Kiwibank didn’t even reply to emails when we were trying to get a mortgage, and rejected all PDFs and ZIP files I sent their despite them saying their email systems could accept them. They just gave up all contact, so I figured they didn’t need the business. And I hear they don’t do foreign exchange anyway, which is just bizarre for a state-owned bank that should be encouraging foreign exchange in these economically tricky times. SBS had no nearby branches (technically, Blenheim isn’t that far but you can’t drive there without an amphibious car). Sometimes, you just go back to what you know.

Today (Friday), the day I am posting this. Westpac accounts shut (despite a massive queue at Lambton Quay). Really nice young chap behind the counter. Except I have 35 cheques on which I want the duty refunded. He didn’t know how to do that and wrote down the helpline number. I called that. Eighteen minutes later, the rep there didn’t know how to do that and referred it to my branch. I really need them to pay me back the NZ$1·75 on principle and then I will consider the matter closed.

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Posted in business, globalization, New Zealand, Wellington | No Comments »


Autocade reaches 20 million page views

26.07.2020


Above: The 4,243th model entered into Autocade, now on 20,008,500 page views: the Maxus G50.

Autocade’s passed the 20,000,000 page-view mark, sitting on just over 20,008,000 at the time of writing, on 4,243 models entered (the Maxus G50 is the newest), an increase of 101 models over the last million views.
   As it’s the end of July, then it’s taken just under four months for the site to gain another million page views. It’s not as fast as the million it took to get to 18,000,000 or the previous million milestone.
   To be frank, the last few months have been a little on the dull side for updating Autocade. No Salon de Genève meant that while there were new models, they weren’t all appearing during the same week at one of the world’s biggest car shows. And it’s not all that interesting talking about another SUV or crossover: they’re all rather boxy, tall, and unnecessary. If COVID-19 has taught us anything, it’s that we have certain behaviours that aren’t really helping our planet, and surely selfish SUVs are a sign of those?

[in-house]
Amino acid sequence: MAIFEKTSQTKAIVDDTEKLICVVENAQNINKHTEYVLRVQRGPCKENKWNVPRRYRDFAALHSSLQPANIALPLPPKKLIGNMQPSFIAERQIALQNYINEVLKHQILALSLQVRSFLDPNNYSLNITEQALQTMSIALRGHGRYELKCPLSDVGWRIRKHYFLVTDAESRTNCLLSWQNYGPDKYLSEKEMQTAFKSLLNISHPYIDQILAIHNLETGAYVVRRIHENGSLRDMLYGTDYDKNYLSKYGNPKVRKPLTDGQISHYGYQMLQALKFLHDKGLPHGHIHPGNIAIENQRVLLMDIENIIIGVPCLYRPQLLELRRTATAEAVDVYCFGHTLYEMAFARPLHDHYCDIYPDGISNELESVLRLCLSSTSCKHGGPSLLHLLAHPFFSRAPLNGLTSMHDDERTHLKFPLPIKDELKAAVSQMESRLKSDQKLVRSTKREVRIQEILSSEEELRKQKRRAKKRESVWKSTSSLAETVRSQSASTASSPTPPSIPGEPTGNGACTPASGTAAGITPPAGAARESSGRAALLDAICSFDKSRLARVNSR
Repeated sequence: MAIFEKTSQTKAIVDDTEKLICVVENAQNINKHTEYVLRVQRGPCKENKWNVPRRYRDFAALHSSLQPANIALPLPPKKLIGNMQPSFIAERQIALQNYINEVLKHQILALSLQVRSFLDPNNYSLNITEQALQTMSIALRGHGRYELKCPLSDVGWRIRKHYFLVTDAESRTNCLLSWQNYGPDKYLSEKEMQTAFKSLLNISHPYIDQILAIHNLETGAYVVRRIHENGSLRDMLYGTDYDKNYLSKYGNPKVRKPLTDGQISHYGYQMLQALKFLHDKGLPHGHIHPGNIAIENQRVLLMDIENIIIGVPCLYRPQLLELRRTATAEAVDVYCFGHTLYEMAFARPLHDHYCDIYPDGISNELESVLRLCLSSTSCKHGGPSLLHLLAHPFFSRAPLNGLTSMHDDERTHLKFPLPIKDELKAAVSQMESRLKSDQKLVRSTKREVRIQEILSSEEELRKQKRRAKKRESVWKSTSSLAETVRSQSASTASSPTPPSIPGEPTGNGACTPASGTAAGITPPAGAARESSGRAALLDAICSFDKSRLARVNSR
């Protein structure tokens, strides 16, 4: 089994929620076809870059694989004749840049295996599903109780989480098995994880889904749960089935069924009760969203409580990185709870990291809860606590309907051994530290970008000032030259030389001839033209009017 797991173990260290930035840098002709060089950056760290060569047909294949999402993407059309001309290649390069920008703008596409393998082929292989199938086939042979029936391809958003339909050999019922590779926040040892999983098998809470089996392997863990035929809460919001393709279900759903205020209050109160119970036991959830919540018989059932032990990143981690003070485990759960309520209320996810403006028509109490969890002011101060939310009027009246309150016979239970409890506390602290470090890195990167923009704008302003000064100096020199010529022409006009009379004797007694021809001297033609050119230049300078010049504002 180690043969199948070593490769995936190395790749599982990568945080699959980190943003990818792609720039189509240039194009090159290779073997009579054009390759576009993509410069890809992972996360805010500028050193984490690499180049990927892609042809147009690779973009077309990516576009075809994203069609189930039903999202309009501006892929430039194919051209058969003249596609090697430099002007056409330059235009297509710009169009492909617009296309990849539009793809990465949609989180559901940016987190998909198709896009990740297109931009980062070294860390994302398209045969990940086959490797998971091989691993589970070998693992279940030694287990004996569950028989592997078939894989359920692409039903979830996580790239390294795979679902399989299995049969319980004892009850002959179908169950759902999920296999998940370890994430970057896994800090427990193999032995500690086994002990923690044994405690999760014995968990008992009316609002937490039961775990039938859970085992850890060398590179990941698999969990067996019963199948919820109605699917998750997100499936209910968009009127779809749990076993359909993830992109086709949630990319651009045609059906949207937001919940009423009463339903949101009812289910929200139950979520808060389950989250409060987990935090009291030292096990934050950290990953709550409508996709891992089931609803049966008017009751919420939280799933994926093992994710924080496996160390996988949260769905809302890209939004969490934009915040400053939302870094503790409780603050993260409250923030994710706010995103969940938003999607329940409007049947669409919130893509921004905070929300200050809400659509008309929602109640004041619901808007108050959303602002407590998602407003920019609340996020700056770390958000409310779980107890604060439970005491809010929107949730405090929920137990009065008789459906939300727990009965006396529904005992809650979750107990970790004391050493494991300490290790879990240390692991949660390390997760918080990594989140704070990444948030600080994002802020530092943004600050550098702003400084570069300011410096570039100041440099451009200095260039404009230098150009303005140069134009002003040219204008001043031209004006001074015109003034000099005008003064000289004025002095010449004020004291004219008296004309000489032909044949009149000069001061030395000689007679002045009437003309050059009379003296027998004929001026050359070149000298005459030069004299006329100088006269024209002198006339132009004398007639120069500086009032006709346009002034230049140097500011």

I don’t begrudge those who really use theirs off-road, but as a statement of wank, I’m not so sure.
   So many of them seem like the same vehicle but cut to different lengths, like making cake slices and seeing what remains.
   During the lockdown, I put on a bunch of older models, too, which made the encyclopædia more complete, but I imagine those who come to the site wanting data on the latest stuff might have been slightly disappointed.
   It does mean that we didn’t see much of an increase in traffic during lockdown here, but the opposite.
   As is the tradition on this blog, here was how the growth looked.

March 2008: launch
April 2011: 1,000,000 (three years for first million)
March 2012: 2,000,000 (11 months for second million)
May 2013: 3,000,000 (14 months for third million)
January 2014: 4,000,000 (eight months for fourth million)
September 2014: 5,000,000 (eight months for fifth million)
May 2015: 6,000,000 (eight months for sixth million)
October 2015: 7,000,000 (five months for seventh million)
March 2016: 8,000,000 (five months for eighth million)
August 2016: 9,000,000 (five months for ninth million)
February 2017: 10,000,000 (six months for 10th million)
June 2017: 11,000,000 (four months for 11th million)
January 2018: 12,000,000 (seven months for 12th million)
May 2018: 13,000,000 (four months for 13th million)
September 2018: 14,000,000 (four months for 14th million)
February 2019: 15,000,000 (five months for 15th million)
June 2019: 16,000,000 (four months for 16th million)
October 2019: 17,000,000 (four months for 17th million)
December 2019: 18,000,000 (just under three months for 18th million, from first week of October to December 27)
April 2020: 19,000,000 (just over three months for 19th million, from December 27 to April 9)
July 2020: 20,000,000 (just over three-and-a-half months, from April 9 to July 26)

   Unlike the last entry on this subject, the Alexa ranking stats have been improving, despite the slow-down in traffic.

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Posted in cars, China, internet, media, publishing | No Comments »


When not having something drives creativity

23.07.2020

I hadn’t expected this reply Tweet to get so many likes, probably a record for me.

   It is true. That book was NZ$4·99 in 1979, when it was offered through the Lucky Book Club at school, at a time when many books were still priced in cents. Some kids in the class got it, and I admit I was a bit envious, but not having a book in an area that interested you can drive creativity. While my parents didn’t make a heck of a lot in the 1970s—we flatted and didn’t own our own car at this point—they would have splashed out if I really insisted on it. After all, they were sending me to a private school and their sacrifice was virtually never going out. (I only recall one night in those days when my parents had a “date night” and my maternal grandmother looked after me—and that was to see Superman II.) But when you grow up having an understanding that, as an immigrant family that had to largely start from scratch in a new country, you have a rough idea of what’s expensive, and five bucks for a book was expensive.
   As an adult—even when I was a young man starting out in my career—I did not regret not having this book.
   Someone in the thread asked if I ever wound up buying it. I never did: as a teenager I managed to get my hands on a very worn Letraset catalogue, which ultimately proved far more interesting. But it is good to know that, thanks in large part to my parents’ and grandmother’s sacrifices, and those in my partner’s family who helped her in her earlier years, we could afford to buy this book if anyone in our family asks for it.